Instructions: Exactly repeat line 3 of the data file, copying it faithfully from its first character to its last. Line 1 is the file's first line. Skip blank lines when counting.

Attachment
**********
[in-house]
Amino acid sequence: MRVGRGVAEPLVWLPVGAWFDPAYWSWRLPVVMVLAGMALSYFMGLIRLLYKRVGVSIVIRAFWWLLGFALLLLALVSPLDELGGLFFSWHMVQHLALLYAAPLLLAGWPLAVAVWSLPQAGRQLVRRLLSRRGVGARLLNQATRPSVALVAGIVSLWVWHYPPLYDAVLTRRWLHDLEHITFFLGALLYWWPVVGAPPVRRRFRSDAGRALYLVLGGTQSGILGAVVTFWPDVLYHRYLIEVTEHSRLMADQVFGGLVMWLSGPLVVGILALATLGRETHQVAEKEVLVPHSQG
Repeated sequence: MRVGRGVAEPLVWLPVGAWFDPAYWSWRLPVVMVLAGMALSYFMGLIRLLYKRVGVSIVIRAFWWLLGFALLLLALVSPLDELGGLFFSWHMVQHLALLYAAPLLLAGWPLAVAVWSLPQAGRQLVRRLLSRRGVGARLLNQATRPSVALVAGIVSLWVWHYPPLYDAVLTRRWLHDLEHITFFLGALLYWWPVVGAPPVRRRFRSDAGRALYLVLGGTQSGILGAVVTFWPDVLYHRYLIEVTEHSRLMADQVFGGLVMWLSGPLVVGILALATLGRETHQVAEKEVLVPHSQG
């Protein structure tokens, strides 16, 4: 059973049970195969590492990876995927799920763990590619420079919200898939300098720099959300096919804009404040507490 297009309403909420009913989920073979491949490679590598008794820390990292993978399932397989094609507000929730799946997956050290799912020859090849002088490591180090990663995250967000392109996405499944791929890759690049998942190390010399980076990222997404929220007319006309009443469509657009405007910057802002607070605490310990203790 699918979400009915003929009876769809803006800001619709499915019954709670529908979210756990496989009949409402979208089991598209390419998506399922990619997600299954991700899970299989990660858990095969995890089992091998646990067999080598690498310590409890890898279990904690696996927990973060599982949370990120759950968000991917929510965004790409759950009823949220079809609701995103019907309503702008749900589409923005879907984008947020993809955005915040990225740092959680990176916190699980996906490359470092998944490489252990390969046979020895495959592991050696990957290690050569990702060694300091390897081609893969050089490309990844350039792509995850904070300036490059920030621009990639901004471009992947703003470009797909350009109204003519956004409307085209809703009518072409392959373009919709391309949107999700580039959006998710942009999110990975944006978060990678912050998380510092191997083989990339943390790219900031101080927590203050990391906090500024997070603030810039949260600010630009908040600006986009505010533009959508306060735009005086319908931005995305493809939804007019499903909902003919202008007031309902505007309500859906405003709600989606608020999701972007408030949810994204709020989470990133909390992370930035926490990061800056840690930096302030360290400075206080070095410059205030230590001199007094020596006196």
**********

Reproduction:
Repeated sequence: MRVGRGVAEPLVWLPVGAWFDPAYWSWRLPVVMVLAGMALSYFMGLIRLLYKRVGVSIVIRAFWWLLGFALLLLALVSPLDELGGLFFSWHMVQHLALLYAAPLLLAGWPLAVAVWSLPQAGRQLVRRLLSRRGVGARLLNQATRPSVALVAGIVSLWVWHYPPLYDAVLTRRWLHDLEHITFFLGALLYWWPVVGAPPVRRRFRSDAGRALYLVLGGTQSGILGAVVTFWPDVLYHRYLIEVTEHSRLMADQVFGGLVMWLSGPLVVGILALATLGRETHQVAEKEVLVPHSQG